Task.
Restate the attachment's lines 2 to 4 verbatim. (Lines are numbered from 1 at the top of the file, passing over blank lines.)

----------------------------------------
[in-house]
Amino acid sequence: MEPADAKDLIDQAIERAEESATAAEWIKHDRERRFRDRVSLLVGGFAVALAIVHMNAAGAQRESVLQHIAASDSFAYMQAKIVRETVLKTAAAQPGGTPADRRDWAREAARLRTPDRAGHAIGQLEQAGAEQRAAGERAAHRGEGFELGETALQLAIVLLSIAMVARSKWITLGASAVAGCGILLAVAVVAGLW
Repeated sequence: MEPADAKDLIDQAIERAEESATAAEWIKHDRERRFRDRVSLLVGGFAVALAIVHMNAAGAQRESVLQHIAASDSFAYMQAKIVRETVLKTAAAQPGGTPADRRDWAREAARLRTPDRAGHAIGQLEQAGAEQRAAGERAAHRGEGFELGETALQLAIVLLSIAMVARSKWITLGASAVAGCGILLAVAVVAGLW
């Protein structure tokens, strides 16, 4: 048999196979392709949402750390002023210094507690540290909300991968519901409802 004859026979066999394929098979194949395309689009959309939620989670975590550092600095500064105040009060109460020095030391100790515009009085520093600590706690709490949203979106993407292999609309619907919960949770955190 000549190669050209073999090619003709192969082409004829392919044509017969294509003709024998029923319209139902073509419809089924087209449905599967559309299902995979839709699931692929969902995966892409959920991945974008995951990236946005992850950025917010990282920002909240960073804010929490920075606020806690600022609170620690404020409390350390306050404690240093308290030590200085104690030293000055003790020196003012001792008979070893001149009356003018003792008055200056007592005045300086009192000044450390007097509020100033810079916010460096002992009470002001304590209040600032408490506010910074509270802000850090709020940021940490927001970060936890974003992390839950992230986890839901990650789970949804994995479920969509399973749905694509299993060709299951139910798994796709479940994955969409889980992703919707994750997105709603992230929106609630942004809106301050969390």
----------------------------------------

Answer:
Amino acid sequence: MEPADAKDLIDQAIERAEESATAAEWIKHDRERRFRDRVSLLVGGFAVALAIVHMNAAGAQRESVLQHIAASDSFAYMQAKIVRETVLKTAAAQPGGTPADRRDWAREAARLRTPDRAGHAIGQLEQAGAEQRAAGERAAHRGEGFELGETALQLAIVLLSIAMVARSKWITLGASAVAGCGILLAVAVVAGLW
Repeated sequence: MEPADAKDLIDQAIERAEESATAAEWIKHDRERRFRDRVSLLVGGFAVALAIVHMNAAGAQRESVLQHIAASDSFAYMQAKIVRETVLKTAAAQPGGTPADRRDWAREAARLRTPDRAGHAIGQLEQAGAEQRAAGERAAHRGEGFELGETALQLAIVLLSIAMVARSKWITLGASAVAGCGILLAVAVVAGLW
């Protein structure tokens, strides 16, 4: 048999196979392709949402750390002023210094507690540290909300991968519901409802 004859026979066999394929098979194949395309689009959309939620989670975590550092600095500064105040009060109460020095030391100790515009009085520093600590706690709490949203979106993407292999609309619907919960949770955190 000549190669050209073999090619003709192969082409004829392919044509017969294509003709024998029923319209139902073509419809089924087209449905599967559309299902995979839709699931692929969902995966892409959920991945974008995951990236946005992850950025917010990282920002909240960073804010929490920075606020806690600022609170620690404020409390350390306050404690240093308290030590200085104690030293000055003790020196003012001792008979070893001149009356003018003792008055200056007592005045300086009192000044450390007097509020100033810079916010460096002992009470002001304590209040600032408490506010910074509270802000850090709020940021940490927001970060936890974003992390839950992230986890839901990650789970949804994995479920969509399973749905694509299993060709299951139910798994796709479940994955969409889980992703919707994750997105709603992230929106609630942004809106301050969390």